That evening, Marce, Sharon and I chose an optional tour and attended the Straus and Mozart Concert at the magnificent Hofburg, under the baton of the Wiener Hofburg Orchester conductor Gert Hofbauer. We sat on velvet upholstered chairs and enjoyed the orchestra and six very talented opera singers—four women and two men dressed in gorgeous costumes. Many comedy routines, obviously intended for tourists, rounded out the evening. It was wonderful, with everything from romantic duos to the comic precision of the anvil “concerto/symphony” during which the anvil player nearly struck the conductor’s finger (presumably as rehearsed!).

***I plan to include more about this trip next month, including the art of explaining that you need help when you don’t know the language (and they don’t speak a Romance language or any language you learned in school). TIP: Start exercising your hands and practicing your facial expressions before you hop on the airplane. ***


Cooking Delights

Make-Believe Caviar Appetizers

Every now and then there just doesn’t seem to be enough time to prepare time-consuming hors d’oeuvres for your guests. So here, with no apologies, is a very fast recipe with only four ingredients.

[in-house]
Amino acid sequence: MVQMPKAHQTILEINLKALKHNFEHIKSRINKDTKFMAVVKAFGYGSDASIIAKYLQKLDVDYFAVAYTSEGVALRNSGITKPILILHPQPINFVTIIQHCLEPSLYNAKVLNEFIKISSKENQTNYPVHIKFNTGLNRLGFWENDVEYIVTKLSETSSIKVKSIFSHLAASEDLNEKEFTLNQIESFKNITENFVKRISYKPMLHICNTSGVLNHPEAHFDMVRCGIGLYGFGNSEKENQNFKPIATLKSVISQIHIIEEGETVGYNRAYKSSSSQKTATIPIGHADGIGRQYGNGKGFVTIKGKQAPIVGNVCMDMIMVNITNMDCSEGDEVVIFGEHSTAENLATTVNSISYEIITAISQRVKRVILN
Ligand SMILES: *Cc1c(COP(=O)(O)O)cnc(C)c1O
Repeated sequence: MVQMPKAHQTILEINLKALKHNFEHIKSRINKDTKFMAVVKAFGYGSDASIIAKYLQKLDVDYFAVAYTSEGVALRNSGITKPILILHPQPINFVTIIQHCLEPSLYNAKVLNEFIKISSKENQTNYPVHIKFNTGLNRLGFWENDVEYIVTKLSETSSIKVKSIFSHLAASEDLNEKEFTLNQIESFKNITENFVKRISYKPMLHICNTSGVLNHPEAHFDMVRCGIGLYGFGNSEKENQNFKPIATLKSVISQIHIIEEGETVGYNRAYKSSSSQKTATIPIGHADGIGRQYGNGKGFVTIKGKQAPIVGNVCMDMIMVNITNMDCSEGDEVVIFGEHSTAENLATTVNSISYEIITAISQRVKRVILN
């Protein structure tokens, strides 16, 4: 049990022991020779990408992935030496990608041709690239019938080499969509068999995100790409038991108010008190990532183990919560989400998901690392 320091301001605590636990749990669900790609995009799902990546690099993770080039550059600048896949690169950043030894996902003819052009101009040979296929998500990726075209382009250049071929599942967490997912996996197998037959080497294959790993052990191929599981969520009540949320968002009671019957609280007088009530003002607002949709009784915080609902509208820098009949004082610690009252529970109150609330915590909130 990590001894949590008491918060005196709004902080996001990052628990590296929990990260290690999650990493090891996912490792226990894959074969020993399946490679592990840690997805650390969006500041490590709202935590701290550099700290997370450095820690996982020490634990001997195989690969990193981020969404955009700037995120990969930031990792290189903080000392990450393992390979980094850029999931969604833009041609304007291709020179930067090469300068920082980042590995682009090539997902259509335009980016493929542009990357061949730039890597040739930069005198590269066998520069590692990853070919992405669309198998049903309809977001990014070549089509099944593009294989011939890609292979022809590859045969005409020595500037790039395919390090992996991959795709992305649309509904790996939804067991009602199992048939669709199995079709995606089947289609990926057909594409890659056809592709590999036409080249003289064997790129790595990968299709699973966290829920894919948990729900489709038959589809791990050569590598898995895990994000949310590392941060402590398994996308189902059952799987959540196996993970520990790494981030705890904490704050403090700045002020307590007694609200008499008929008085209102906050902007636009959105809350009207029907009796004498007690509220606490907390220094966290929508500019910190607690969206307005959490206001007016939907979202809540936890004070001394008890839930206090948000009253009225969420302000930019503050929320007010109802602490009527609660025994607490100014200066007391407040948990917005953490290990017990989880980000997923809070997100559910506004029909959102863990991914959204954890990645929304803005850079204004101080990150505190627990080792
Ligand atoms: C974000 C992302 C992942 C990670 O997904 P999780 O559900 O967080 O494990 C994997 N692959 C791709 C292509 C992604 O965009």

6 English muffins, sliced in half (with help from a fork to

preserve the nooks and crannies)

1 cup grated Cheddar cheese

1/2 cup mayonnaise

a small handful of pitted black olives, cut

1 1/2 tsp curry powder



Toast muffins in oven until lightly browned. Or if you dare, place them under the broiler and keep checking on them so they don’t burn.

Mix all ingredients except English muffins. Spoon the mixture evenly over English muffin halves. Cook in oven at 350 degrees until bubbly. Cut in quarters and serve.

Bon appétit!